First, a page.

The rule does not apply to farming operations comprised entirely of family members. The rule also does not change the existing regulations related to contributions of land, capital, equipment or labor, or the existing regulations related to landowners with a risk in the crop or to spouses. Producers who planted fall crops have until the 2017 crop year to comply with the new rules. The payment limit associated with Farm Service Agency (FSA) farm payments is generally limited annually to $125,000 per individual or entity.
Pennsylvania law raises milk-hauling weight limits on interstate highways
Pennsylvania Governor Tom Wolf signed Senate Bill 1108 into law, raising the state’s weight limits for trucks hauling milk.
Long-sought by the Pennsylvania dairy industry, the bill (now known as Act 34) enables the state Department of Transportation (PennDOT) to issue special permits to milk-hauling trucks weighing more than 80,000 pounds.
Previously, federal law limited how states could treat bulk milk shipments. That limitation was removed under the federal Fixing America’s Surface Transportation (FAST) Act, signed into law last December. It allows states to more closely align weight limits with neighboring states.
New York, Ohio and West Virginia have had higher interstate weight limits. The new Pennsylvania special permits allows state haulers to move more milk with fewer trucks, reducing the cost of moving milk to processors.
Under Act 34, PennDOT and the state Agriculture Department will develop a permitting and fee schedule, similar to what is in place for dairy haulers on non-interstate roads.
U.S. Supreme Court upholds landowner’s right to appeal ‘waters of the U.S.’ determination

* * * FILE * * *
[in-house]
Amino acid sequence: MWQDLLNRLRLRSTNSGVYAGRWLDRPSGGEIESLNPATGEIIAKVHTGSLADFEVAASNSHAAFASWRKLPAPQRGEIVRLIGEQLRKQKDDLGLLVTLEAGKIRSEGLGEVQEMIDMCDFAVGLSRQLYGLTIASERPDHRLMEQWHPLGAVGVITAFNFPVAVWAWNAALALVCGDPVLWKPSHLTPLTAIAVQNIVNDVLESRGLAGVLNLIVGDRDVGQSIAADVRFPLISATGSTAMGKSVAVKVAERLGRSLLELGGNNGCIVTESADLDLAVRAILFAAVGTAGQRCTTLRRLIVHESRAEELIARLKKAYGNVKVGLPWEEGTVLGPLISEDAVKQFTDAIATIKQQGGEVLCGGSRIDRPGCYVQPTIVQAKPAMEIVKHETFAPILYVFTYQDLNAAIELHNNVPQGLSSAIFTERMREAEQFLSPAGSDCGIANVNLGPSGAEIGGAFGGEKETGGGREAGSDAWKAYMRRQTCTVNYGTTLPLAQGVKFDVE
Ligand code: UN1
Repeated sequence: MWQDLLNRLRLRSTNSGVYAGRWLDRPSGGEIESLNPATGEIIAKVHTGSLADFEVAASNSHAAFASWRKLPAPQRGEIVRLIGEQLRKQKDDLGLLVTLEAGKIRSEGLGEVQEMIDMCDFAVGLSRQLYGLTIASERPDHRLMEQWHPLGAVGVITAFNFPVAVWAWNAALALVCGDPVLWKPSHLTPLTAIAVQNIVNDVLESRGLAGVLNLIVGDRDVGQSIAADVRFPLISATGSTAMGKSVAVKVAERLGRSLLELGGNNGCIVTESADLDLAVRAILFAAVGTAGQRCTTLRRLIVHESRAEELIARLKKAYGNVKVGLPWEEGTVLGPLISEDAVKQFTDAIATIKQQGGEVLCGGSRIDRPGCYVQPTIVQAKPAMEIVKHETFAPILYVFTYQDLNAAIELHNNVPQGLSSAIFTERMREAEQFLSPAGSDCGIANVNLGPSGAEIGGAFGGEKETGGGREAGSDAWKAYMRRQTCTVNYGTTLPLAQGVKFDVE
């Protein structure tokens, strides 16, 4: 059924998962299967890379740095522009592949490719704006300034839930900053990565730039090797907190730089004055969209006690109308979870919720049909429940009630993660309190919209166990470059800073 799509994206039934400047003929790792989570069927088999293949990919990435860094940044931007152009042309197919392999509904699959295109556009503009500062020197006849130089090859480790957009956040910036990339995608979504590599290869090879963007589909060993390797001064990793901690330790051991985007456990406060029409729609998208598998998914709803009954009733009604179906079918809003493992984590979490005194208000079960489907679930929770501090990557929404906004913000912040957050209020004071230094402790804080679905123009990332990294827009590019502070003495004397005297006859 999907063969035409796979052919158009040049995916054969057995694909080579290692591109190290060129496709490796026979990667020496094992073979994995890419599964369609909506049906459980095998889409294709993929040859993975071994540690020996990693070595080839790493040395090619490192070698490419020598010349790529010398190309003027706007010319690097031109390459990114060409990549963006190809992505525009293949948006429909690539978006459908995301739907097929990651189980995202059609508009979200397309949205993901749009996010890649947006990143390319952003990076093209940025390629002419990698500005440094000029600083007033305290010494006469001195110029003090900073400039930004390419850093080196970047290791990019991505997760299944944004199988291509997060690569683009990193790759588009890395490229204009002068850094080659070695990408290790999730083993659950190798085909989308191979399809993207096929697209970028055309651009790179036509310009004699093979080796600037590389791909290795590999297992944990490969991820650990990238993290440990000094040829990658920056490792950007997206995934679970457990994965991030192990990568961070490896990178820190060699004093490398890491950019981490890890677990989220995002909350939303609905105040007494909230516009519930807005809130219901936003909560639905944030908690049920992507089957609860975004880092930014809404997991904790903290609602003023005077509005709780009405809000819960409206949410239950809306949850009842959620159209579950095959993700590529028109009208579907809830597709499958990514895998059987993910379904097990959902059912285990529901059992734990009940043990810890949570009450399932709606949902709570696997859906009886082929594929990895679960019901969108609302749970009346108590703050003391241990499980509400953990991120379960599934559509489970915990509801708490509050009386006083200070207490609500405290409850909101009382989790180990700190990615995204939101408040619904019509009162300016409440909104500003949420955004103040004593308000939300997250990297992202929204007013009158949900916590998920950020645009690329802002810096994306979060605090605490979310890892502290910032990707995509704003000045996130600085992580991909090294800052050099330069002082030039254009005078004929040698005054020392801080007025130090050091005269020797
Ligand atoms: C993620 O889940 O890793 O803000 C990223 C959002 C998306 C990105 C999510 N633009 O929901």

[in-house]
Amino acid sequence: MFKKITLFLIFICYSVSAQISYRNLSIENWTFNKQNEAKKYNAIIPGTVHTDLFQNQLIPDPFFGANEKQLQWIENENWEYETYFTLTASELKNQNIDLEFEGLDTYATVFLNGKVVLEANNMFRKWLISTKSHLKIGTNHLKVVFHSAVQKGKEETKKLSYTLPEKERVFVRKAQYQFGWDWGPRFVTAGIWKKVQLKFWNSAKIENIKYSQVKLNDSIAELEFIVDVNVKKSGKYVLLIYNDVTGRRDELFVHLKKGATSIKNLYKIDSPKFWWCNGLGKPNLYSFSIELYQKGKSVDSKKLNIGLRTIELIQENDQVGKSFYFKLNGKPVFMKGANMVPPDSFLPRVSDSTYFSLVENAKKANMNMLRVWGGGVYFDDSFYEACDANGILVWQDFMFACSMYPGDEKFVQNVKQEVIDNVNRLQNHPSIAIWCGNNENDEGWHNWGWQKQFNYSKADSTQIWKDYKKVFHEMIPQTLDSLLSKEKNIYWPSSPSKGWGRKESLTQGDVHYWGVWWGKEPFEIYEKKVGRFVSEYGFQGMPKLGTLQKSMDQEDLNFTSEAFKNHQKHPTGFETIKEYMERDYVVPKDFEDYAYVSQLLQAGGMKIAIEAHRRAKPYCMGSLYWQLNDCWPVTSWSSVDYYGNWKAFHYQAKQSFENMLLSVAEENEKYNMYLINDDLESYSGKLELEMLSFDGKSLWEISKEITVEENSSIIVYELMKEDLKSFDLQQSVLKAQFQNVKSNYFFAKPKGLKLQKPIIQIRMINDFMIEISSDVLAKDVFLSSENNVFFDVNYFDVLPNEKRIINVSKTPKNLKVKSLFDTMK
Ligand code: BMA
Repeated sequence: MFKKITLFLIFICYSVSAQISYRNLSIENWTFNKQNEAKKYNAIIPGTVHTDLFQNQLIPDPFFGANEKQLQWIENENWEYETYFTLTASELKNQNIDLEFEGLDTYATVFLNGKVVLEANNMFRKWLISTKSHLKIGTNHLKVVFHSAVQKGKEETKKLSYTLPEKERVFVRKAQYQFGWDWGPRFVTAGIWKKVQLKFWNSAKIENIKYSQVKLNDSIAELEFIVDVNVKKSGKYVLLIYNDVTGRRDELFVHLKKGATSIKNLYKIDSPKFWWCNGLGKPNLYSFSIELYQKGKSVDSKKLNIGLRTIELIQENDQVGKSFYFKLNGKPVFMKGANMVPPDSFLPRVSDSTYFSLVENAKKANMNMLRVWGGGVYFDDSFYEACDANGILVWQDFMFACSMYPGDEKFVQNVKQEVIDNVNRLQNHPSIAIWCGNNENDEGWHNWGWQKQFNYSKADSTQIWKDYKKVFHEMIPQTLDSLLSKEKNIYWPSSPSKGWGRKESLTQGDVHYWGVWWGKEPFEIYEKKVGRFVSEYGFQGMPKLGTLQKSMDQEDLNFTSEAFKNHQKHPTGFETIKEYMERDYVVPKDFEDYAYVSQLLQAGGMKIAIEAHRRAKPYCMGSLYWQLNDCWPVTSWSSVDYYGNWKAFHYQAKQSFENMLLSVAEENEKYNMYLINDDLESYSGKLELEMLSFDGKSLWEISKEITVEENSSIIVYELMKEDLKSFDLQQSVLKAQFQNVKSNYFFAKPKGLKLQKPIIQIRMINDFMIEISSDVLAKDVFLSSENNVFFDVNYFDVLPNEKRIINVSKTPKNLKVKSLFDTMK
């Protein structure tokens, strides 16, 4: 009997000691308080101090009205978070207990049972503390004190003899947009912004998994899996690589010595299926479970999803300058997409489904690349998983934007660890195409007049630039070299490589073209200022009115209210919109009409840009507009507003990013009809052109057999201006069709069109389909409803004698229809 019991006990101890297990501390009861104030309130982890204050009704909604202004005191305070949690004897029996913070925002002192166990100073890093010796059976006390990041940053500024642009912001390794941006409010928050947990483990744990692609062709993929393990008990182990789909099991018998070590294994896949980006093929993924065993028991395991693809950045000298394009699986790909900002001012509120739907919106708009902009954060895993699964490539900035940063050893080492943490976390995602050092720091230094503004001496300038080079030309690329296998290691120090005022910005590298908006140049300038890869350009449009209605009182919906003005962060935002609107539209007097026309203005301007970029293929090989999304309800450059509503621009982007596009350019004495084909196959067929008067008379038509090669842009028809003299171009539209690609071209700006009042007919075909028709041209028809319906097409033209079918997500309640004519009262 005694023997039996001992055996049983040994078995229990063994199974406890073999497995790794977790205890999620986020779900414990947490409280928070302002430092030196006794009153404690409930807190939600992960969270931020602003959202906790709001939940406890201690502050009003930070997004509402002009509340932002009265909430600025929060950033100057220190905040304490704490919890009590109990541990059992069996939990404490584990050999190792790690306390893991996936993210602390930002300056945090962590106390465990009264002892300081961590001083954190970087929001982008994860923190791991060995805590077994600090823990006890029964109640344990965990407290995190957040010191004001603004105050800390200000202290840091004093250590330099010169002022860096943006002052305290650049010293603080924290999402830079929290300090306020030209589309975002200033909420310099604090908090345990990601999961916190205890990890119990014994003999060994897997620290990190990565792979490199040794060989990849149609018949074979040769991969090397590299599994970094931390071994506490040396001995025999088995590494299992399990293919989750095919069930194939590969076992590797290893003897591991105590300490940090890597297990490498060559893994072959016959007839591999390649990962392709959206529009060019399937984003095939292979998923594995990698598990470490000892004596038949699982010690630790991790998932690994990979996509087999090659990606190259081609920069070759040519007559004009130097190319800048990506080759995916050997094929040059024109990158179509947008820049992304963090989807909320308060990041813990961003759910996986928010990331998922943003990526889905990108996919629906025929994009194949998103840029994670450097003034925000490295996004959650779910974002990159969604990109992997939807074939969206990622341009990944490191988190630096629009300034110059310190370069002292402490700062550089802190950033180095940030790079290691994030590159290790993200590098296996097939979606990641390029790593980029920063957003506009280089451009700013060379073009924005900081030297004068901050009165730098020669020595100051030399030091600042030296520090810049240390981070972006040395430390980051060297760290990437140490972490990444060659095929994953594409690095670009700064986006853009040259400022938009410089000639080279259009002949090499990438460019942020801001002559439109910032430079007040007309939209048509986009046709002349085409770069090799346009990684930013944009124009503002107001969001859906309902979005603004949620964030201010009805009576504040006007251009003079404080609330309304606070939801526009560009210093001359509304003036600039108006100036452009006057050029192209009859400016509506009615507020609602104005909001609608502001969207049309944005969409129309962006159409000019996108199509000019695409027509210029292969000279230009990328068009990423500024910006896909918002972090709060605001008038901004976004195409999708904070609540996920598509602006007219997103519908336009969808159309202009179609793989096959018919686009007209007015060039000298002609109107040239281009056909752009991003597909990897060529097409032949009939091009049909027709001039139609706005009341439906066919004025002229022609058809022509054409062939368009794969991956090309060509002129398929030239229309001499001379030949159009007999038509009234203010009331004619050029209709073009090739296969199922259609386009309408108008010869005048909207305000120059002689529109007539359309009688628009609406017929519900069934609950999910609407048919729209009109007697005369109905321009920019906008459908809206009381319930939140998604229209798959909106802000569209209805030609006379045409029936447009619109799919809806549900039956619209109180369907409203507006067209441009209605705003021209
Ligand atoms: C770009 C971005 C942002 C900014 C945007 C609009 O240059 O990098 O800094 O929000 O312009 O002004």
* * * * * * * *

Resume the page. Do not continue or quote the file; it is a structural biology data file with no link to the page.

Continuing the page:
A landowner may immediately appeal an agency’s determination that property contains “waters of the United States” and is subject to the federal Clean Water Act (CWA), according to a decision issued May 31 by the U.S. Supreme Court.
The decision in Army Corps of Engineers v. Hawkes Co. is summarized on the Ohio State University Agricultural Law & Taxation Blog.
The Supreme Court ruling centered on a decision by the U.S. Army Corps of Engineers (the Corps) that property in Minnesota owned by the Hawkes Company (Hawkes) contained wetlands subject to the CWA. Hawkes planned to mine peat on the property and would have to comply with Minnesota regulations.
The Corps decided Hawkes must also comply with federal CWA regulations based on its “jurisdictional determination” that the property contained waters of the United States because its wetlands had a “significant nexus” to the Red River of the North, located 120 miles away.
After differing decisions in district and appeals courts, the Supreme Court concluded the Corps’ jurisdictional determination is appealable under the federal Administrative Procedures Act.
Read the decision in Army Corps of Engineers v. Hawkes Co. (PDF, 128KB)
Court ruling, election will determine immigration reform pace and direction
Two dates could determine the timeline and direction for potential immigration reforms moving forward.
In late June, the U.S. Supreme Court will announce a ruling on the Obama Administration’s 2014 executive actions regarding illegal immigrants.
Then in early November, presidential election results will determine what, if any, reforms are coming or if the barriers to reform get bigger.
A University of Texas A&M study, conducted in coordination with the National Milk Producers Federation and released in August 2015, indicated 51 percent of all dairy farm workers are immigrants and the farms employing them account for 79 percent of U.S. milk production.
The American Dairy Coalition (ADC) hosted a webinar, “Securing a Reliable Labor Force,” in May. One of the ideas put forth was the creation of state-based visa programs.
Read the full Progressive Dairyman article. PD